Vikings' Cassel prepared to mentor, push Ponder

The Vikings hope veteran QB Matt Cassel can provide position stability in a reserve role.

EDEN PRAIRIE, Minn. — Even after four years with the Kansas City Chiefs, one of the things Matt Cassel is most known for was his time as a backup to Tom Brady with the New England Patriots.

Cassel's started 62 games in his career, 47 the past four seasons for Kansas City and has made the Pro Bowl. Cassel's career got started, in earnest, when he filled in for an injured Brady and led New England to a 10-5 record in 2008 after three years as Brady's backup.

As he returns to a reserve role with the Minnesota Vikings, Cassel is ready to share with Minnesota starter Christian Ponder what he's learned in the NFL. Cassel doesn't mind being the mentor.

"Well, I taught Tom everything he knows; I don't know what you guys are talking about. But I thought he really started to flourish once I got there," Cassel joked at the start of May while attending the Vikings' offseason conditioning program. "No, you know, it's one of those things. I've been in the role, but again the room itself… a lot of people don't understand how much time we spend together. And so it's important as a room as a whole to be together and be good teammates and then when you have a good room it makes everybody better in the room so that's what it's all about."

Cassel seems at ease in Minnesota as Ponder's backup.

When the Chiefs released him in March, he wasn't unemployed for long. The Vikings quickly signed him to a two-year, $7.4 million contract to be the veteran backup that's been lacking behind Ponder, who is going into his second full year as the starter.

Cassell, who turns 32 on Friday, might have seen the situation in Minnesota as one with an unproven starter in Ponder. But publically he understands he comes in as a backup, a situation he is OK with.

"I just want to come in, work hard and add value whatever way that I can," Cassel said. "Whether it's in the meeting room or out on the field, I can compete and make Christian better and try to make the team better in whatever way that I can."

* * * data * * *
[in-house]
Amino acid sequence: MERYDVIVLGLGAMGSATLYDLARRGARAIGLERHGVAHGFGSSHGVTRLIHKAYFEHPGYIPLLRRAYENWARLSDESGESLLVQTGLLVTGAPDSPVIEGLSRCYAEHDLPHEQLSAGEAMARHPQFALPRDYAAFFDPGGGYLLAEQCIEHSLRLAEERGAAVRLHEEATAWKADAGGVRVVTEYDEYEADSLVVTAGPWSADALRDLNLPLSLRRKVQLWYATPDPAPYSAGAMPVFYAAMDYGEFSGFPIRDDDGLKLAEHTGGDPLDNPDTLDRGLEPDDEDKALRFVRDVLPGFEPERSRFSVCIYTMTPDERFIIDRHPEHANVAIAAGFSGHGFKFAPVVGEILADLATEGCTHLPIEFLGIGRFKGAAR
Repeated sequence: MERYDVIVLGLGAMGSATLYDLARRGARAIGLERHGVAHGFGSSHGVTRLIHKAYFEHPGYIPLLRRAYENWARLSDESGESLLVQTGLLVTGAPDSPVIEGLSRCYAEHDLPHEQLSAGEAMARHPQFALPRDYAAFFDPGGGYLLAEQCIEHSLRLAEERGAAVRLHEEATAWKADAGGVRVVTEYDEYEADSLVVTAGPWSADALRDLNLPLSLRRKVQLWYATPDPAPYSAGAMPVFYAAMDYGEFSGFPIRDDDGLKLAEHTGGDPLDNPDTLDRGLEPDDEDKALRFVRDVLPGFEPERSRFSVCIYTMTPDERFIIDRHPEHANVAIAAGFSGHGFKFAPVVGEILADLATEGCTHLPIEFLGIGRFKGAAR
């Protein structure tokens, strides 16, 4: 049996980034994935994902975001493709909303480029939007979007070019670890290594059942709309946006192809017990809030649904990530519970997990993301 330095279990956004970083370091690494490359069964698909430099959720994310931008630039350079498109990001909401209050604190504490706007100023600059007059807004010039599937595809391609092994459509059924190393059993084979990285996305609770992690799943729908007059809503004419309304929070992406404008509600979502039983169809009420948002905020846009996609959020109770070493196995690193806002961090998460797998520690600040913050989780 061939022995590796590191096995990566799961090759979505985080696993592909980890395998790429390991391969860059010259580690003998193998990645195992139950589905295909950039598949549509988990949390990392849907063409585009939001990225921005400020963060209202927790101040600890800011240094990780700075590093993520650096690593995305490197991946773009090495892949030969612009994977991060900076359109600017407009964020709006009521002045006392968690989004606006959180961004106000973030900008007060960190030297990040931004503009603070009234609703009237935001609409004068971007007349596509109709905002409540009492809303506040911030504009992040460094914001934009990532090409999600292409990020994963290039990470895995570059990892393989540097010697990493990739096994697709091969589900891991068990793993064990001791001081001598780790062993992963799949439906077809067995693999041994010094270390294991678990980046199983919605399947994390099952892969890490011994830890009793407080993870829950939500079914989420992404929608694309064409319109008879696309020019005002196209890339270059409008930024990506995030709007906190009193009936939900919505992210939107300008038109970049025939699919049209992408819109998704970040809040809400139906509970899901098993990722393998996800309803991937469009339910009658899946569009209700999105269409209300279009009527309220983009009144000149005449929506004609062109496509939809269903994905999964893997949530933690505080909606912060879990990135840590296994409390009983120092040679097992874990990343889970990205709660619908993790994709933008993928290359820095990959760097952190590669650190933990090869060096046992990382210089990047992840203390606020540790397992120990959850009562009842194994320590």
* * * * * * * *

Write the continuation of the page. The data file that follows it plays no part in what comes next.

Ponder's previous backup, Joe Webb, struggled mightily in his one start last year, the playoff loss to Green Bay. Webb has always had immense physical talent, but never became an NFL-caliber quarterback. A report this week said Minnesota is moving Webb to receiver full-time, where he was originally drafted to play before the team saw him throw and decided to keep him at quarterback.

Now with Cassel, the Vikings have the veteran backup who, for all his struggles the past two seasons in Kansas City, is still an established quarterback in the league.

Cassel filled in for Brady in 2008 and passed for 3,693 yards, 21 touchdowns and 11 interceptions. He made the Pro Bowl in 2010 when he threw for 3,116 yards, 27 and just seven interceptions, while leading the Chiefs to a 10-5 record in his starts. But things began to fall apart, mostly because of injuries the past two seasons. He was limited to nine games in 2011 and then last season, he completed just 58.1 percent of his passes for 1,796 yards in nine games with just six touchdowns to 12 interceptions while losing his starting job.

He lost his spot on the team entirely when new coach Andy Reid came in and traded for San Francisco 49ers backup Alex Smith.

"It's one of those things that you can never put your finger on one thing," Cassel said of last season. "It's a team effort, and anytime you go 2-14 you're part of the problem. But at the same time there was a lot of problems on that team. Like you know in this league, when you're not winning and things aren't going right, well you're going to go in a different direction. That's what they did. But at the same time I feel very fortunate and blessed to have another opportunity here with the Minnesota Vikings, and I'm excited to get going, and I'm going to work hard and do whatever I can to contribute."

Cassel willingly accepts the role as mentor. And the work between he and Ponder has already started.

"We talk about leadership," Ponder said. "We talk about offense specifically. We watch film. We talk about how receivers should be running their routes. There's just a lot of communication going on between us. It's great. It's good to have a guy like that to bounce ideas back and forth. He worked with Tom in New England and started in Kansas City, so he's got a lot of knowledge that I can soak up."

The team has made it clear that Cassel enters as Ponder's backup. But Ponder is also facing a pivotal third season since being a first-round draft pick in 2011. Cassel gives Minnesota a trusted backup should Ponder be injured and maybe provides a competent bridge if the team decides Ponder isn't the franchise quarterback he was drafted to be.

For now, Cassel returns to a backup role, where he first learned the league.

"I've been in the role before, and I understand it," Cassel said. "At the same time, your preparation can't change. You always have to be prepared to play because the minute you take a day off or you start to complacent is the day that you get called upon, and your team is counting on you, and you've got 53 other guys on that roster who are all looking for you, if something was to happen to Christian, to step in and play well."

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